Small business ownership involves some level of risk. The price a business is valued at should reflect the degree of risk. While the element of risk can never be eliminated from small business ownership, the ten characteristics detailed above should mitigate many of the issues that cause concern for buyers when pursuing an acquisition. This in turn will enable the business value and sale price to be maximized.

5 Ways of How to Destroy a Business Partnership: Don’t Start That New Business Until You Read This

Let any one of these 5 situations into your business and you’ll ravage your entrepreneurial career:

1st – Stop needing each other:

There’s a considerable chance that the partnership power and responsibility structure will start to shift and will look very different starting anywhere from 3-12 months after inception.

In the beginning of any new venture, a dynamic and compelling new venture phenomenon, made up of fear, anxiety, stress and excitement, emerges and makes for an impressive personal barrier disintegrator. No facades and no charades are the hallmark of a new venture. The partners forget about their own needs and are on their best behavior. Everyone is madly in “love.”

“Needing each other” is a compelling power source in successful business partnerships. In most partnerships that “need” is the bond that keeps it all together. As time passes, especially after the 12th month of being in business, everything and everyone starts to shift, evolve and a displacement arises that will be unsettling and transformative for the business and all the players.

See #4 for more information on “not needing each other”

Solution: Accept the fact that the above information is valid. Discuss it openly with your business partners. Be vigilant and sensitive to your business partners and what they say and do and how they say it and do it. You don’t have to be “a touchy feely kinda person.” Think selfishly. Think protection for your future. Think protection for your business’ future. Communicating, openly and civilly, is the only preventive measure that will increase the chance for a favorable outcome.

2nd- Allow your significant other to point out all the expensive gifts your partner’s significant other is receiving and they’re not:

Significant others, and other family members, can be the source of great pain and distress when it comes to the relationship you have with your business partner.

Greed, jealousy, being overcritical, being generally resentful, tactless and being superficial are some of the flies swimming around in the business partnership ointment. Money and power sometimes brings out the worst in “significant others” and family.

Solution: There’s two parts to the solution:

a-It’s the smart business person who pays extreme attention to the health and tone of his business partnership. It should be the number one concern, above and beyond anyone else in your life. I know I’ll get a lot of Boos and Hisses but, if you take care of your business and the business partnership, it will always take care of you and the people you love and who love you. Everyone will be happy and satisfied.

b- Going to, or inviting in, a counsellor or therapist to meet privately once a month, individually and aggregately, with the business partners will always be money well spent. I’ve seen the wreckage that family members have created in some very successful businesses.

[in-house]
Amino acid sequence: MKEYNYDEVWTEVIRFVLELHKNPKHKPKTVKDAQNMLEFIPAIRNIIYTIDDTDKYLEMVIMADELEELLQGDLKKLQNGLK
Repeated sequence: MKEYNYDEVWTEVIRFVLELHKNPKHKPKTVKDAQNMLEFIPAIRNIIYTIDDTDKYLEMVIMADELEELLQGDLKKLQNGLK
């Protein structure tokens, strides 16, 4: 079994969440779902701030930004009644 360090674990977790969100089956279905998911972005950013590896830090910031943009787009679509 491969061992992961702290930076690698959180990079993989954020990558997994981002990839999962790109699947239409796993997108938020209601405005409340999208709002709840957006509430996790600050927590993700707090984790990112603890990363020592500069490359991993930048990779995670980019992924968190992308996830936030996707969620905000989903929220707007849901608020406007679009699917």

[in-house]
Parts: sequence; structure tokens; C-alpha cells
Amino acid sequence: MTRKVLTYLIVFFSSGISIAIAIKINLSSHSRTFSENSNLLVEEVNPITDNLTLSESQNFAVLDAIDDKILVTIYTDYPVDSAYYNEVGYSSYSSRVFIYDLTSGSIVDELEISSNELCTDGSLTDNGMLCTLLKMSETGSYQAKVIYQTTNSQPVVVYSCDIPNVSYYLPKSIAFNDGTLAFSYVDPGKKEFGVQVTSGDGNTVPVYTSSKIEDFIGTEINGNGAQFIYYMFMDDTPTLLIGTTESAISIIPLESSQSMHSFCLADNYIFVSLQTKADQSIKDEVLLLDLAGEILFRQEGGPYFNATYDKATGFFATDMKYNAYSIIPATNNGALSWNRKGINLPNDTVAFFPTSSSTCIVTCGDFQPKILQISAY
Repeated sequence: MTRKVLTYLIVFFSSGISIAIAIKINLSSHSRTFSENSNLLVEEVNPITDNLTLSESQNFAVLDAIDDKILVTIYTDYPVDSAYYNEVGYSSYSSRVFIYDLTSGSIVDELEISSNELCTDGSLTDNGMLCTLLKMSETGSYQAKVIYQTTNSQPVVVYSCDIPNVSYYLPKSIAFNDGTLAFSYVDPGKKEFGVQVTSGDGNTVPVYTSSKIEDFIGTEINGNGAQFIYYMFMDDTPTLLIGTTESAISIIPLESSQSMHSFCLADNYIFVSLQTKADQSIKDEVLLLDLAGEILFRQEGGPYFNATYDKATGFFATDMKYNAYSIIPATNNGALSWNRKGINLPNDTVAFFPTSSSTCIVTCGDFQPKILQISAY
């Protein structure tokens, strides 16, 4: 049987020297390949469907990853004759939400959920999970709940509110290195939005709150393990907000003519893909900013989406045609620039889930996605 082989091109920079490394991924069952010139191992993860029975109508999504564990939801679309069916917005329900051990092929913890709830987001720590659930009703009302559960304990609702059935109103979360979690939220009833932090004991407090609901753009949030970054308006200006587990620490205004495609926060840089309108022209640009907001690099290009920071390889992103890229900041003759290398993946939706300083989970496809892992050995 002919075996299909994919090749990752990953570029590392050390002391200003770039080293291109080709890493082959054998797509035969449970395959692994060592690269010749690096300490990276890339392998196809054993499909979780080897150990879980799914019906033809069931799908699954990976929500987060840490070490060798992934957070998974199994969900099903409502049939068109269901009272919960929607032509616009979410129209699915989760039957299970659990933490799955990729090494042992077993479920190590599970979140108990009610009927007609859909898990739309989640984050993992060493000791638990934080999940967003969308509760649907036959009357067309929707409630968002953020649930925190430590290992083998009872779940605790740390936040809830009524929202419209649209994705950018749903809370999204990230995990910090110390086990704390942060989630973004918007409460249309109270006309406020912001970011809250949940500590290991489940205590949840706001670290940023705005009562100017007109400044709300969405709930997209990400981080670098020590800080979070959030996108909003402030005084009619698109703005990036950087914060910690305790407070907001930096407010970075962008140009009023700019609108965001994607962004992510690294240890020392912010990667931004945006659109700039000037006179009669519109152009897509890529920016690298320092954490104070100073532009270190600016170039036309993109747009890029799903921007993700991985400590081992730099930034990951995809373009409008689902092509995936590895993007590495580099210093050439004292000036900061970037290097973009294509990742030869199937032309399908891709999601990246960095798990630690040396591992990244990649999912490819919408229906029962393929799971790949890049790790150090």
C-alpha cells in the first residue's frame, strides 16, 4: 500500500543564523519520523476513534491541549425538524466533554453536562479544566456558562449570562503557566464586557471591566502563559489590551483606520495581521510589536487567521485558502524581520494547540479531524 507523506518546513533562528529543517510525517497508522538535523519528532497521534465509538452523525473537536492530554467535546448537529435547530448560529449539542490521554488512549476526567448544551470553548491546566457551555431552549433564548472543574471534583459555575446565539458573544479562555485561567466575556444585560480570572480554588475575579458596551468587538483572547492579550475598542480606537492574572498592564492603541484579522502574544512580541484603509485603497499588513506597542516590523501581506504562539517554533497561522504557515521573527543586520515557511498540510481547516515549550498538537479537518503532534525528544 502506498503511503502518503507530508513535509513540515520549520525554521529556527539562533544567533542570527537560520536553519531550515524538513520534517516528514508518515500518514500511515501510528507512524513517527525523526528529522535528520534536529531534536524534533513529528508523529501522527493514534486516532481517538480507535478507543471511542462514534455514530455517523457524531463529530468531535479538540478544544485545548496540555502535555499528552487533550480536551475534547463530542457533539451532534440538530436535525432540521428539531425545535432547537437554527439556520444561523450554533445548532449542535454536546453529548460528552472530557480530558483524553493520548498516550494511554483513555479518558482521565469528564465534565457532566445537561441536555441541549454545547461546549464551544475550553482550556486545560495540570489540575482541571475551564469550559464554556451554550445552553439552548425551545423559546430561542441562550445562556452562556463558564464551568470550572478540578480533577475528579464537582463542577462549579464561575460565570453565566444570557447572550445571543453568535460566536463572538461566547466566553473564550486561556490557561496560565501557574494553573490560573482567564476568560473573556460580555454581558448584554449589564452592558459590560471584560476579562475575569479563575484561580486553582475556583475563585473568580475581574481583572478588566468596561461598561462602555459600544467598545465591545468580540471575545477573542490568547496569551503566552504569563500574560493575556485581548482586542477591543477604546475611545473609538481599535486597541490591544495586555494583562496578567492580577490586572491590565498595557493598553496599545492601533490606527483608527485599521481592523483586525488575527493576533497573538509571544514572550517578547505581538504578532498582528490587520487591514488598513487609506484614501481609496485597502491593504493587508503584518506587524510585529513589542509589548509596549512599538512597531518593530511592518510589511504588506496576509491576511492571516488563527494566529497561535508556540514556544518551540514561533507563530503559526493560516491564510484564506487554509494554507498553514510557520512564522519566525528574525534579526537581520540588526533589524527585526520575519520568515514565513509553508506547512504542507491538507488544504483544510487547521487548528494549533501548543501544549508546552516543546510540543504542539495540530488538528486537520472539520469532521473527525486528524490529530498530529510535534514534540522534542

You will have partnership strife and discord. Bet on it. Prepare for it now and have the preventive and supportive resources at the ready and/or in play from the beginning. It will be a shame if one day you’re standing outside your padlocked office wondering what happened.

3rd – Have sexual relations with a family member of your business partner:

I “feel” the smirks already. Talk about destruction. This is an insidious act of extreme betrayal. It not only will leave your business ripped apart, it will destroy precious family and personal relationships. People will be crushed and devastated for a lifetime.

The reputations of all the partners will be tainted. You’ll be amazed and appalled at the same time to find out how many suppliers, banks and customers will turn their back on you. They know that with a soiled and stained situation like this, destruction and failure may be close by. No one wants to be part of this, especially if it hurts them financially. Something many people take for granted is that It takes years to build a reputation that’s respected and trusted. It takes 24 hours or less to blow it up.

Are you are going to make your bed and Lie in it, or not?

Solution: If you’re over 18, take a wild guess. Under 18? Talk to someone over 18.

4th – Do some self-talk about how you deserve more money than your business partner:

“I’m working so much harder than her.” “He was supposed to be the sales end of our business but…” “Our biggest customer can’t stand her.” “He can’t handle the pressure.” “I never realized how much she talks.” Do I need to go on? You may recognize one of these.

In the beginning of a new venture there’s “reality” and there’s “wishful and well-intentioned thinking.” The responsibilities and strengths that you bring to the new venture are not necessarily the responsibilities and strengths that will be in play when things get started and are rolling along.

Being aware of each partner’s powerful strengths and their ‘vulnerabilities’ will allow weekly partner meetings to be productive and allow for everyone to be open, honest and transparent. Staying flexible and being willing to adapt, not only leads to a sustainable business but what’s more exciting is, it leads to personal growth for all the partners.

Solution: There’s 3 parts to the solution.

a-Mandate, enforce and re-enforce up close and personal, respectful and empathetic communication meetings on, at least, a weekly basis. These meetings are confined to the partners only and are done behind locked and closed doors. Bring in food. Do not go to a public place to talk.